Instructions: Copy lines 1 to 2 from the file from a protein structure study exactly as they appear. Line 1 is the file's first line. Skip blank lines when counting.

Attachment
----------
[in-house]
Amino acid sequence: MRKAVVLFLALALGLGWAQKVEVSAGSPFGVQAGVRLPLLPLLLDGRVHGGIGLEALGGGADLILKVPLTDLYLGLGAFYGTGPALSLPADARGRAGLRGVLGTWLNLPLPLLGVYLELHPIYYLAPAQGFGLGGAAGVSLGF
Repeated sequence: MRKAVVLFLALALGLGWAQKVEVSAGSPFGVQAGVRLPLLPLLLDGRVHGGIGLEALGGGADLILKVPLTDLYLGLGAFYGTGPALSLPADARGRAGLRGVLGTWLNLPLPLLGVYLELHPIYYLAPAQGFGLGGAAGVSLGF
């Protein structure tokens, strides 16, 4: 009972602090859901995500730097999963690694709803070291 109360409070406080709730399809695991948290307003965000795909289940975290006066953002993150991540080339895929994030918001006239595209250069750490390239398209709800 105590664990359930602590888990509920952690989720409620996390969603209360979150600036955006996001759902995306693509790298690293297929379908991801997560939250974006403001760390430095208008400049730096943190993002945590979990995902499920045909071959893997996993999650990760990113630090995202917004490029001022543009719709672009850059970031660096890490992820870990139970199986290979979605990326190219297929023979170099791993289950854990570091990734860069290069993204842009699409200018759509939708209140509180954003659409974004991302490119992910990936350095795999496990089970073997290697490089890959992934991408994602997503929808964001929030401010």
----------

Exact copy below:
[in-house]
Amino acid sequence: MRKAVVLFLALALGLGWAQKVEVSAGSPFGVQAGVRLPLLPLLLDGRVHGGIGLEALGGGADLILKVPLTDLYLGLGAFYGTGPALSLPADARGRAGLRGVLGTWLNLPLPLLGVYLELHPIYYLAPAQGFGLGGAAGVSLGF